Bernard Pomerance obituary

Other lives: Playwright and poet whose most famous work was the play The Elephant Man

My friend Bernard Pomerance, who has died aged 76, was a playwright and poet whose most famous work was the play The Elephant Man. It had its first run in Britain in 1977, then went over to New York and returned to the UK to be put on at the National Theatre.

I got to know Bernard when he moved from his native US to London in the late 1960s and, together with the director Roland Rees, we formed, in 1971, the Foco Novo theatre company. It produced, among other works, The Elephant Man, which told the true story of an Englishman, Joseph Merrick (referred to in the play as John Merrick), who was born with gross deformities and spent his early life in freak shows before becoming a darling of Victorian society.

The play initially went on tour around the UK and I recall going to see it for the first time in Manchester on a rainy Friday night with an audience of less than a dozen people. Then it was called Deformed, which might explain its lack of audience appeal.

By the time the play reached Hampstead theatre in London, through the insistence of Michael Rudman, the artistic director, its title had been changed and the play had become a sellout. David Schofield originated the role of John Merrick, the elephant man, and in my view his performance has been imitated but never bettered in later productions, a feeling I know Bernard shared.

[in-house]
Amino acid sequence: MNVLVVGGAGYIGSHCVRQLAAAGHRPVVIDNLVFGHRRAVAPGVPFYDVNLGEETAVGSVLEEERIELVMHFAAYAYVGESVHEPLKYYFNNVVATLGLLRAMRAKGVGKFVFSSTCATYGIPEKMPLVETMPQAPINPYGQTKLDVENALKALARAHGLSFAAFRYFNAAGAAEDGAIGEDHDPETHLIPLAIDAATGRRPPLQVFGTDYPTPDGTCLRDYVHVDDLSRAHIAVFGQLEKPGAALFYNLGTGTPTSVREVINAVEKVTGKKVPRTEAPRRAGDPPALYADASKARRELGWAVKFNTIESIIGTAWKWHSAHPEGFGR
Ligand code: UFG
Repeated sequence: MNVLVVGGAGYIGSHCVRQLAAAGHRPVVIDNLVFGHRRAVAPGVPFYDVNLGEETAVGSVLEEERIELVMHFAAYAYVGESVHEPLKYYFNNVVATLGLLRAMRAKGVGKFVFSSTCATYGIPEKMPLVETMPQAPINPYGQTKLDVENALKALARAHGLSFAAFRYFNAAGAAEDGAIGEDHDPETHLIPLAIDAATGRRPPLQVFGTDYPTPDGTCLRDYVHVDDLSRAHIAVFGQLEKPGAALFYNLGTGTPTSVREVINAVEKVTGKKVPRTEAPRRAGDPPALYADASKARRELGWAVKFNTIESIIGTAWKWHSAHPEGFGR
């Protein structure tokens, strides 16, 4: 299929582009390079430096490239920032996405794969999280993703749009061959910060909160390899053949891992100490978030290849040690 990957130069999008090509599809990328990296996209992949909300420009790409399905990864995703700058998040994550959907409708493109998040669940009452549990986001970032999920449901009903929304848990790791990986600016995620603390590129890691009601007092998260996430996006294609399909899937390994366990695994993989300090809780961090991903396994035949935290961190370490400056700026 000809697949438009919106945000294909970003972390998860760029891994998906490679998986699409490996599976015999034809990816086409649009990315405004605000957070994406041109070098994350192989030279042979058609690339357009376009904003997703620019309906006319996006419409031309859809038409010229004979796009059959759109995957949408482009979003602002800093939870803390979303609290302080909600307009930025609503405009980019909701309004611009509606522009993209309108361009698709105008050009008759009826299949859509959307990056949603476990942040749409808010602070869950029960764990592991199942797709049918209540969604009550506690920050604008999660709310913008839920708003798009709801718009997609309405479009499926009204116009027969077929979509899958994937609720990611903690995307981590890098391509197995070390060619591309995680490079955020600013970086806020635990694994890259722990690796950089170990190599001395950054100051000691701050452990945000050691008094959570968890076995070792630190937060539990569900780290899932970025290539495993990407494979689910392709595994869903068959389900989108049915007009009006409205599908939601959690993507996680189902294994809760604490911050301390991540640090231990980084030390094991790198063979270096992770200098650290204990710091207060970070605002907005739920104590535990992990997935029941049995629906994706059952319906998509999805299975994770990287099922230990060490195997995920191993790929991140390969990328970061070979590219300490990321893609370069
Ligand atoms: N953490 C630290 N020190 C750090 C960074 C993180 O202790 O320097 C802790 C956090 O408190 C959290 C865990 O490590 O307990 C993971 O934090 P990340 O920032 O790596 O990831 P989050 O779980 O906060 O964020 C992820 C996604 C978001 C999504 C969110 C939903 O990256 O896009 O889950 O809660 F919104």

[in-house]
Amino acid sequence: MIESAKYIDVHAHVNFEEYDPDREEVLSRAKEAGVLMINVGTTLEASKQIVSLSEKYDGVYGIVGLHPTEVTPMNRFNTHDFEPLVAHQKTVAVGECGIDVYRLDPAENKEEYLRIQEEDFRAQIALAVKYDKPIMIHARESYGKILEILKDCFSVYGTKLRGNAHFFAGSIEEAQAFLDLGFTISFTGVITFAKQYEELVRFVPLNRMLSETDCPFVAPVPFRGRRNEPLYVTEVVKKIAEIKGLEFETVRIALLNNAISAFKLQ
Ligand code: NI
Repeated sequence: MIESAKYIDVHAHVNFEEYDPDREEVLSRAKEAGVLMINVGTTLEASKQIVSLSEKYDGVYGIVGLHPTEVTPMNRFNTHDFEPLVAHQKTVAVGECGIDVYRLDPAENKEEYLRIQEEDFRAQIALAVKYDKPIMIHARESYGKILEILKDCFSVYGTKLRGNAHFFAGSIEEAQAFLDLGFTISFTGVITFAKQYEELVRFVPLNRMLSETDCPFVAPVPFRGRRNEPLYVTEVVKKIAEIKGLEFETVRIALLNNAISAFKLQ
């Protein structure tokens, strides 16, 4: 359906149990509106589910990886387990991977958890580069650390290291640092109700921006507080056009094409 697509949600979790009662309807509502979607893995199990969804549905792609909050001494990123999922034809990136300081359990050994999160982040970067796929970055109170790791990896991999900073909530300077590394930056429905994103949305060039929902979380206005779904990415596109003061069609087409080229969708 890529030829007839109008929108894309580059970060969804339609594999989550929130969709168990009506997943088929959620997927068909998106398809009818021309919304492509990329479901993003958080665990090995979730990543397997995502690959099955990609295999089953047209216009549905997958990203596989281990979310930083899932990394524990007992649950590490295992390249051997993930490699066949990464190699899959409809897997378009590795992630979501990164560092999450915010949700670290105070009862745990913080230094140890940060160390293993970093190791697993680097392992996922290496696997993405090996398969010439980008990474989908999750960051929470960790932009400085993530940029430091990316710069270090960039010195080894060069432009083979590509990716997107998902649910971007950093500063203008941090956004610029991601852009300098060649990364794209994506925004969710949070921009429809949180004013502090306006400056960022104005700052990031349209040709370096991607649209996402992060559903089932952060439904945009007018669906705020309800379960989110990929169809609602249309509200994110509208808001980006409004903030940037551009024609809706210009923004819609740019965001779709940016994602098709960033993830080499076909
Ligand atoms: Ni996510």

Bizarrely, considering its subsequent success, no American theatre or producer was interested in the play until an aspiring young actor bought the rights and it was produced off-Broadway to such acclaim that it transferred to Broadway and swept most of the main awards in 1979, including a Tony award for best play. Since then it has been revived on both sides of the Atlantic on various occasions. The successful 1980 film called The Elephant Man, although about the same subject, was not related to Bernard’s play.

Bernard was born in Brooklyn, New York, to Leon and Harriet. He studied English and philosophy at the University of Chicago before moving to the UK in 1968 and shortly afterwards his first play, High in Vietnam, Hot Damn, was performed in London at the Interaction theatre. The first production by Foco Novo, one of the earliest touring fringe theatre companies in Britain, was a play called Foco Novo written by Bernard. The company put on many productions over the years until 1986, by which time it had run its course and closed down.

By then Bernard had returned to the US to live in Galisteo, New Mexico. One of the reasons for his move there was his deep interest in Native Americans, about whom he wrote his epic poem We Need to Dream All This Again, an account of Crazy Horse, Custer and the Battle for the Black Hills that owes much to Homer and in particular Christopher Logue’s War Music.

Bernard is survived by his two children, Eve and Moby, from his first marriage to the writer Sally Belfrage, which ended in divorce, and by two grandchildren. He was married four times; his fourth wife, Evelyne Franceschi, predeceased him in 2015.

David Aukin

The GuardianTramp

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